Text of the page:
Resistance training even as little as once per week benefits older individuals
Resistance training improves the health of over 65-year-olds, and the benefits occur even when some people train as little as once per week
According to a recent research, resistance training improves the health of over 65-year-olds, and the benefits occur even when some people train as little as once per week. The benefits show in improvements in blood values, muscle strength and mental well-being.
"We found that individuals who were close to having high blood pressure, high cholesterol, high blood glucose, or high levels of inflammation improved the most after our 9-month training program. Training two or three times per week didn't provide greater benefit in these individuals," says Dr. Simon Walker of the Faculty of Sport and Health Sciences at the University of Jyväskylä.
International and National agencies advocate performing resistance training at least two times per week for all ages. Also in this study for things such as maximum strength development, muscle growth and fat loss, training more times per week was advantageous.
"But for other measures that are important for older people, such as the ability to perform activities of daily living, once per week seemed sufficient. Muscle strength that is needed for carrying shopping bags, walking up and down the stairs and sitting down on a toilet can be improved with strength training," Walker says.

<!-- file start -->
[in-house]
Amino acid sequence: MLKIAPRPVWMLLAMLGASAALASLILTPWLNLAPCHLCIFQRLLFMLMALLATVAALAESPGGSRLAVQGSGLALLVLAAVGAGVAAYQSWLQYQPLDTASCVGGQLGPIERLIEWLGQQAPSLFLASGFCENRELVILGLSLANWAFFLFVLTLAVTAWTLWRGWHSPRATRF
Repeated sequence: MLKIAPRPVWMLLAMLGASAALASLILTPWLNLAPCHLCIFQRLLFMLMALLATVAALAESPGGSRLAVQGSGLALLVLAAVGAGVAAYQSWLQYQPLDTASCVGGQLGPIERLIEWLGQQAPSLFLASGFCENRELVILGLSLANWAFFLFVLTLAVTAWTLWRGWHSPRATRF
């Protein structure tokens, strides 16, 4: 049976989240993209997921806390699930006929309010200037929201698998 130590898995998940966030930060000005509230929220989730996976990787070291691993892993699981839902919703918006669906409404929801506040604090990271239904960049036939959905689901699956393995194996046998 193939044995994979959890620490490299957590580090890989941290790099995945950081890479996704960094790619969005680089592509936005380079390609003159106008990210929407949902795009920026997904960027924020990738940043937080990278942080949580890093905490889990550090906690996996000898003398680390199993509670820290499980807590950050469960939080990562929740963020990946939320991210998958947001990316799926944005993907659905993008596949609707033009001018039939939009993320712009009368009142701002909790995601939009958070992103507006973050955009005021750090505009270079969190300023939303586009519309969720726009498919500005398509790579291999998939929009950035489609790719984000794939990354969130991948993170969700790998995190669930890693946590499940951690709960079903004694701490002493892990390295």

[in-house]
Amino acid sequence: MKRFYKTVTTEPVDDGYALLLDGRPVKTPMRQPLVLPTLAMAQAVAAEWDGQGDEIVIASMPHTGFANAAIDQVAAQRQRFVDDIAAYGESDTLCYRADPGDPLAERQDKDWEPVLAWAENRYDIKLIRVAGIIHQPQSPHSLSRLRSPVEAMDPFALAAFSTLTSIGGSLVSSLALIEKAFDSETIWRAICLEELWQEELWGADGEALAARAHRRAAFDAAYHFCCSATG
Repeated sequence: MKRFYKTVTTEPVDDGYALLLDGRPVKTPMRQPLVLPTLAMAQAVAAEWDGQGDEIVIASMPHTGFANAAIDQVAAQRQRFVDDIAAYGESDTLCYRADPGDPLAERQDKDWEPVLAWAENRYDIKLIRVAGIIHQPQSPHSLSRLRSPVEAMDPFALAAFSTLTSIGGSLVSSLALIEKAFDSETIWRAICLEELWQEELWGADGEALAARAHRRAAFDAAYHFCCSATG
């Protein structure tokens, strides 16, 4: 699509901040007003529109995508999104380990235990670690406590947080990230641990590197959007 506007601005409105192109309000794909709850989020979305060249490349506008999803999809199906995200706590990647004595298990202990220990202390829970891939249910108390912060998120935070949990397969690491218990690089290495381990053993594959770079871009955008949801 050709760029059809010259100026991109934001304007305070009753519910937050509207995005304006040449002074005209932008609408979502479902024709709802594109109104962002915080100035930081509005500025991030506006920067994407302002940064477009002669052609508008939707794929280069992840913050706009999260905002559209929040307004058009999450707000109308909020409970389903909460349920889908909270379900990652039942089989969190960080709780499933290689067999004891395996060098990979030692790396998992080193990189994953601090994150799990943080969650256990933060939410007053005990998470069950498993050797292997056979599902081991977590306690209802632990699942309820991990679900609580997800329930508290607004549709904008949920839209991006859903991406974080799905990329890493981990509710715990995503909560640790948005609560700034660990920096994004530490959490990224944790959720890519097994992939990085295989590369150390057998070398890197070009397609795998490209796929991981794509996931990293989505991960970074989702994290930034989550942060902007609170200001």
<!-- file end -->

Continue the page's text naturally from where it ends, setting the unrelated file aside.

Training also benefits overall well-being
Overall well-being, tested through psychological measures, also improved over the 9-month training period. Similarly, there were no real differences whether individuals trained only once per week or two-three times per week. The researchers found that it was very important that people improved their psychological well-being and motivation for exercise during the study period as it was those people who continued training regularly even after the study had ended. The researchers are keen to point out that their studies show the importance of resistance training for older persons; even as little as once per week can go a long way.
"We need to remember that these individuals trained hard, and safely, when they were with us. We supervised every training session closely, making sure that they used correct technique and also ensured that they always tried to improve their training loads compared with previous training sessions." Walker added.
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